"They [employees] leverage my time, and that's what any new CFP or planner brings because it gives the senior planner more time to do more complicated tasks that a new planner might not know," Redfield says.

He adds that he uses what he calls a two-times rule to gauge whether or not a new planner has been a good hire. "If I pay them $80,000 to $100,000 a year, I have to make $200,000," he says. "I have to show them I generated that someplace else as a result of them being here. That's the leverage."

Bridging The Expectation Gap
Caleb Brown, 32, got his CFP license and entered the advisor profession 10 years ago, and in that time he's seen a number of his contemporaries leave the business. "I've seen a lot of people who could've been good financial planners who never found a good fit and dropped out of the industry," he says.

Brown gravitated toward career development, matching job candidates with advisory firm owners, and in 2009 co-founded New Planner Recruiting LLC, which specializes in placing students and career changers enrolled in CFP Board-registered programs, as well as CFP certified practitioners with less than five years' experience, with financial planning firms-mostly RIAs and small, independent advisors.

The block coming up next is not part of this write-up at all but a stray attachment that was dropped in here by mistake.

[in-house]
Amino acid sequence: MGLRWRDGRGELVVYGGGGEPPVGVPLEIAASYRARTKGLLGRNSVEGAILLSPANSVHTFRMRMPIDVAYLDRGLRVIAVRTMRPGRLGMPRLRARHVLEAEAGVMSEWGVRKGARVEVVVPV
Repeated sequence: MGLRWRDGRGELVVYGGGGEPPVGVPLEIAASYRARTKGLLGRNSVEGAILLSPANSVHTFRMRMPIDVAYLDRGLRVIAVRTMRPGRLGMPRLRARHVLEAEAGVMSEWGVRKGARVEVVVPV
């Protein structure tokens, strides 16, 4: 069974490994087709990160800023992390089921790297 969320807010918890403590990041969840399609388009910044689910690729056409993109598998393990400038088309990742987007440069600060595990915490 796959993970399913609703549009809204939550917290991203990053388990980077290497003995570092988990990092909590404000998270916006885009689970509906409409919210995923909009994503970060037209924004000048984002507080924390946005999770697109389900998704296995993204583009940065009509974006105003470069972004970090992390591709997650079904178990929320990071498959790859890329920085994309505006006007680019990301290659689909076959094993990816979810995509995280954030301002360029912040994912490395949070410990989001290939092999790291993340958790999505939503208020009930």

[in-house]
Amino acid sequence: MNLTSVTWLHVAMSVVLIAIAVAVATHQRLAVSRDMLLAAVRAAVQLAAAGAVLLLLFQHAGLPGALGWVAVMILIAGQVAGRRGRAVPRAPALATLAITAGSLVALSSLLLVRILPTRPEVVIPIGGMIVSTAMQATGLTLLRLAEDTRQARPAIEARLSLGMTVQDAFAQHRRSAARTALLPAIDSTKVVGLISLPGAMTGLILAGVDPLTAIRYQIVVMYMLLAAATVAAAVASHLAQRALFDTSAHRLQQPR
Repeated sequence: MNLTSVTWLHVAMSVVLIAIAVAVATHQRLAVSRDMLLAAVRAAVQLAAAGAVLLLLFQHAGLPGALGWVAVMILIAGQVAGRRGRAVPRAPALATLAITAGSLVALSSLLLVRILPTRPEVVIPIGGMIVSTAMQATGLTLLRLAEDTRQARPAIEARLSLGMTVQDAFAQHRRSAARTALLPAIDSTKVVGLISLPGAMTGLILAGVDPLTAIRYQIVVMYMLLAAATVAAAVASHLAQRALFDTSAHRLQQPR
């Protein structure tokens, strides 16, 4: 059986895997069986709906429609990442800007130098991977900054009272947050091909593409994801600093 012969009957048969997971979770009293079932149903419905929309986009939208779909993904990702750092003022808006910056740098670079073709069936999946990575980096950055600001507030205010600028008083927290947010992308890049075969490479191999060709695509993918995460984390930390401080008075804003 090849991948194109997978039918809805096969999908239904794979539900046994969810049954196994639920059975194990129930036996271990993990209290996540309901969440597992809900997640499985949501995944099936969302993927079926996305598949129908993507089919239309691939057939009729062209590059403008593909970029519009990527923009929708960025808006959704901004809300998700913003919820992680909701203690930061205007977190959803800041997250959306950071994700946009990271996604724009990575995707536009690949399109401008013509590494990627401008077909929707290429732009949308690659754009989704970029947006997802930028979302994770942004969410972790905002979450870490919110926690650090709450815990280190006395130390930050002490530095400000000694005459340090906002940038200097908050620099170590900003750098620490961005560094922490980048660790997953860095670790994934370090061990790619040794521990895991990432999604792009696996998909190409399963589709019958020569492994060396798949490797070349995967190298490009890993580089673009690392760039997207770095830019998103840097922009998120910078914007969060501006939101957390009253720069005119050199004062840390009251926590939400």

Brown says he recently received a couple dozen calls from prospective job seekers who've worked at reputable, nationally known advisory firms for one to three years and aren't happy. Their common refrain is that they're not getting growth opportunities and they want to see what else is out there. "That's very interesting to me because of the names of some of those firms," he says.

But Brown notes that it's a two-way street, and he explains to job candidates that employers take most of the risk when they hire someone. "I tell them they need to do things to reduce the firm owner's risk and to make it easier for them to say 'I want to keep you on staff and move you up the ladder.'"

Brown says most job candidates want to work at a firm where they can work under a senior advisor. They also want mentoring, a paid salary and client interaction, and they want to learn the business in order to take as much as they can off of the senior advisor's plate.

"I think it's all about an alignment of expectations," Brown notes. He says he works with clients to map out what the firm owner expects from new hires at certain time increments of, say, three months or six months or one year and beyond.

"It shows a young advisor what's laid out for them in order to get promoted and to make more money," Brown says. "That's worked out really well."

Cracking The Code
Matthew Boyce, a principal and chief financial officer at American Financial Advisors in Orlando, Fla., offers that the boomer generation who built businesses have a different mind set from those people walking into existing businesses.